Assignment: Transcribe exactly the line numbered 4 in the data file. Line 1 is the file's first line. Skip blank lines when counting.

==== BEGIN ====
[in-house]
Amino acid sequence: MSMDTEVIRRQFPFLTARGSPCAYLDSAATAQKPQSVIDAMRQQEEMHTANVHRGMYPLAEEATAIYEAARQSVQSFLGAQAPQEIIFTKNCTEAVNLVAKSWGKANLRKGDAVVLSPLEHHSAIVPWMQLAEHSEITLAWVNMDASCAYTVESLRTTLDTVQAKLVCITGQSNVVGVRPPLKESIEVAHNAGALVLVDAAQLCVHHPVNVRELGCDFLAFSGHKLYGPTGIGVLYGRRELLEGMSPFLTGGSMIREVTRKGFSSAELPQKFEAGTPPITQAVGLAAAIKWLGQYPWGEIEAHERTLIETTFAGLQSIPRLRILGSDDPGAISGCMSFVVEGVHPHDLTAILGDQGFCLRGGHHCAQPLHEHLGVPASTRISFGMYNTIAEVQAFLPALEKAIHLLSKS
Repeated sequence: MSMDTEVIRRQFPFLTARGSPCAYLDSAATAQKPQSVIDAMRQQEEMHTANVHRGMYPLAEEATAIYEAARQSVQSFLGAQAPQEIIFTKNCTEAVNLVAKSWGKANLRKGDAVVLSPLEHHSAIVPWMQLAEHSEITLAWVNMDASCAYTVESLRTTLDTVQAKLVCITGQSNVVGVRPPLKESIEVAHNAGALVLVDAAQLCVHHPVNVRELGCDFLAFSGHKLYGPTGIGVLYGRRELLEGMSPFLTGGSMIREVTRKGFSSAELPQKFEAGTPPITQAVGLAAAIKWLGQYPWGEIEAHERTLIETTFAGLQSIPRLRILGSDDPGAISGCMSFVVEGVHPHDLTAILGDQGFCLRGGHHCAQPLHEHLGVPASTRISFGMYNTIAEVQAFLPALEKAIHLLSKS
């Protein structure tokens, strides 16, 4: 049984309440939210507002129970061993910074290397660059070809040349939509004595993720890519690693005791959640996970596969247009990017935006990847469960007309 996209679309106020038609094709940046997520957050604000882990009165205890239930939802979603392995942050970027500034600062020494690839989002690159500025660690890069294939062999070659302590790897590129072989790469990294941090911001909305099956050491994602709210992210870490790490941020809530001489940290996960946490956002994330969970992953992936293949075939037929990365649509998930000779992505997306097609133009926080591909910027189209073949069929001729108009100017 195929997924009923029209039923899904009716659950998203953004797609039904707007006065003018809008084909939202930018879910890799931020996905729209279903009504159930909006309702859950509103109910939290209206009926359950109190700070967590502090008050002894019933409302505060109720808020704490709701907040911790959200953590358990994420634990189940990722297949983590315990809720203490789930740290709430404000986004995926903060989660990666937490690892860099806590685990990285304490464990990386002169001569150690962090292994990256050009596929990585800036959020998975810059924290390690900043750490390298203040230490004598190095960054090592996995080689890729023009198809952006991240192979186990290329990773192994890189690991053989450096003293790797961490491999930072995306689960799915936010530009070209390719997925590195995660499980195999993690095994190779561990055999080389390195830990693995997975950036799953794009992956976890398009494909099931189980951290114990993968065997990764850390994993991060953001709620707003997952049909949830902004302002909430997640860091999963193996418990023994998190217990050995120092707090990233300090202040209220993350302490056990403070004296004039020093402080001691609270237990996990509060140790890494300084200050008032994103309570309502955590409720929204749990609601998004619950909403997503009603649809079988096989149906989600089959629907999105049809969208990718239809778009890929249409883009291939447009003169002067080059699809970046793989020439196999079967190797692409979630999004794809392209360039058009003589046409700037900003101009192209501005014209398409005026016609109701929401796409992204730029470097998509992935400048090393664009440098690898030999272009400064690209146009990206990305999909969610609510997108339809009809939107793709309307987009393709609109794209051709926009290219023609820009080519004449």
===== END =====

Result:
């Protein structure tokens, strides 16, 4: 049984309440939210507002129970061993910074290397660059070809040349939509004595993720890519690693005791959640996970596969247009990017935006990847469960007309 996209679309106020038609094709940046997520957050604000882990009165205890239930939802979603392995942050970027500034600062020494690839989002690159500025660690890069294939062999070659302590790897590129072989790469990294941090911001909305099956050491994602709210992210870490790490941020809530001489940290996960946490956002994330969970992953992936293949075939037929990365649509998930000779992505997306097609133009926080591909910027189209073949069929001729108009100017 195929997924009923029209039923899904009716659950998203953004797609039904707007006065003018809008084909939202930018879910890799931020996905729209279903009504159930909006309702859950509103109910939290209206009926359950109190700070967590502090008050002894019933409302505060109720808020704490709701907040911790959200953590358990994420634990189940990722297949983590315990809720203490789930740290709430404000986004995926903060989660990666937490690892860099806590685990990285304490464990990386002169001569150690962090292994990256050009596929990585800036959020998975810059924290390690900043750490390298203040230490004598190095960054090592996995080689890729023009198809952006991240192979186990290329990773192994890189690991053989450096003293790797961490491999930072995306689960799915936010530009070209390719997925590195995660499980195999993690095994190779561990055999080389390195830990693995997975950036799953794009992956976890398009494909099931189980951290114990993968065997990764850390994993991060953001709620707003997952049909949830902004302002909430997640860091999963193996418990023994998190217990050995120092707090990233300090202040209220993350302490056990403070004296004039020093402080001691609270237990996990509060140790890494300084200050008032994103309570309502955590409720929204749990609601998004619950909403997503009603649809079988096989149906989600089959629907999105049809969208990718239809778009890929249409883009291939447009003169002067080059699809970046793989020439196999079967190797692409979630999004794809392209360039058009003589046409700037900003101009192209501005014209398409005026016609109701929401796409992204730029470097998509992935400048090393664009440098690898030999272009400064690209146009990206990305999909969610609510997108339809009809939107793709309307987009393709609109794209051709926009290219023609820009080519004449």